While the Texans are awaiting permission from city and county officials to host a limited number of fans - socially distant and wearing masks – no plans have been announced how much tickets will cost, and who'll have the opportunity to buy them.

You have to love the free enterprise system: hundreds of tickets for the Oct. 4 game already are on sale on secondary market websites. Lower bowl tickets are going for $800 and up. If you don't mind sitting in the nose bleeds, tickets can be had for around $250.

So the question becomes, if you had the chance, would you attend the Texans game in early October? The tickets are big bucks, and there is a whammy – COVID-19. While the rate of COVID-19 infections is on the decline in Houston, the virus remains a major factor in our daily lives, and there's no guarantee that the pandemic won't spike here again.

Here's the rub, at least for me. Of all the sports we have in Houston, a Texans game might be lowest on my wish list of attending in person. Television does NFL games the best. There are dozens of cameras, so when a receiver catches a pass on the sidelines, we get several views, in slow motion even, to see if the receiver's feet were in bounds. We can almost feel the crunch of a quarterback sack. We get highlights of other games. You don't have to sit next to a face painter like David Puddy.

The NFL is a made-for-TV production. Which is, I suspect, part of the reason the Texans rarely open the roof at NRG Stadium. With the roof closed, the field becomes a controlled TV studio, with no worries of weather pranks.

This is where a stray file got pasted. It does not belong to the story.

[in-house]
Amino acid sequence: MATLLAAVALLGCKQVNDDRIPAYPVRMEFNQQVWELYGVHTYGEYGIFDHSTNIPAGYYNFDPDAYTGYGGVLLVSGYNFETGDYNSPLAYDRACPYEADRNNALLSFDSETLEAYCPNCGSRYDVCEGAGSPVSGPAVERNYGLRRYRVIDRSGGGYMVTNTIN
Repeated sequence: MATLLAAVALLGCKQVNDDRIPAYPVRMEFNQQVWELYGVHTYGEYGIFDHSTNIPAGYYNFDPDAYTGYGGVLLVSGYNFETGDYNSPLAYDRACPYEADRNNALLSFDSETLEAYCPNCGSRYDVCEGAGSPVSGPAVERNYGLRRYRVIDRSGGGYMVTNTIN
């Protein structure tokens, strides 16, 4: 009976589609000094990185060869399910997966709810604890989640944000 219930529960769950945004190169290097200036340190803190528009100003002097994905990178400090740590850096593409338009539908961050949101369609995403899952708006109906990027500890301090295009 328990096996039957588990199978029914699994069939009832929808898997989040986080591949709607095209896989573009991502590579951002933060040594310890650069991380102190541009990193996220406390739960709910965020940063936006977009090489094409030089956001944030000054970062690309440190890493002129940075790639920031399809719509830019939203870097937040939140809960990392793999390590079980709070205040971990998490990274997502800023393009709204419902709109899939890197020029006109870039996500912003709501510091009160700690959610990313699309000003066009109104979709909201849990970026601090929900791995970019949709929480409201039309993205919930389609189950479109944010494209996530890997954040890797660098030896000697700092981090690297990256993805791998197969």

Television doesn't do basketball or baseball nearly as well. Conversely, the experience of attending those games is terrific fun. What beats eating a couple of dogs at an Astros game? Is there even a traditional food at NFL or NBA games?

The Texans promise that strict safety rules will be enforced. And I believe them. Fans will be scattered over the 67,000-seat stadium. I'm not sure how much of a home field advantage that will be. Most of the crowd noise will come from pre-recorded tapes.

Here's one worry. Sure fans will sit apart and socially distanced. But what will happen when the game is over? Will fans file out in orderly, non-contagious single file? I flew Southwest a few weeks ago. The airline makes a big deal – we don't sell the middle seat. Passengers kept their distance during the flight. When the landed, you know how it is, everybody got up and piled into the aisle, shoulder to shoulder for several minutes.

What will happen if some goofball takes off his/her mask during the Texans game? Will there be enough security to handle each case?

Baseball is planning to have some fans attend post-season games at Minute Maid Park next month. UH Cougars, the Dynamo and Dash are playing in front of small crowds. It remains to be seen how safe – or how risky – allowing fans at sports events will be.

Will parents let their kids attend? Is waiting for a vaccine the smart play? If President Trump is right, that could be only a matter of weeks away. If scientists and doctors are right, nestle in for pandemic life another year. Even if scientists do come up with a vaccine, how many Americans will roll up their sleeve? Some believe, in the case of COVID-19, the cure may be worse than the disease. Not me, the moment Dr. Fauci says the vaccine is safe and effective, I'm sprinting to CVS.

The thinnest of silver linings, if ever there was a year worth sitting out, 2020 has been it for Houston sports fans. The Astros are scratching to stay above .500 (their present position), Jose Altuve hasn't had an extra base hit or RBI in almost a month, and Justin Verlander is throwing bullpens on his way to recovery. The Rockets are searching for a new coach, and possibly another team willing to take Russell Westbrook in a trade. The Texans season could go either way, we'll know if a few short weeks.

Why the rush to fill stadiums? The NBA is thriving in a bubble. Why not baseball and football? There's a fine line between safe and sorry.

The Houston Livestock Show and Rodeo already has safety plans for next year, including masks and distancing. That will be interesting. Good luck controlling crowds pushing and shoving for corn dogs and funnel cakes.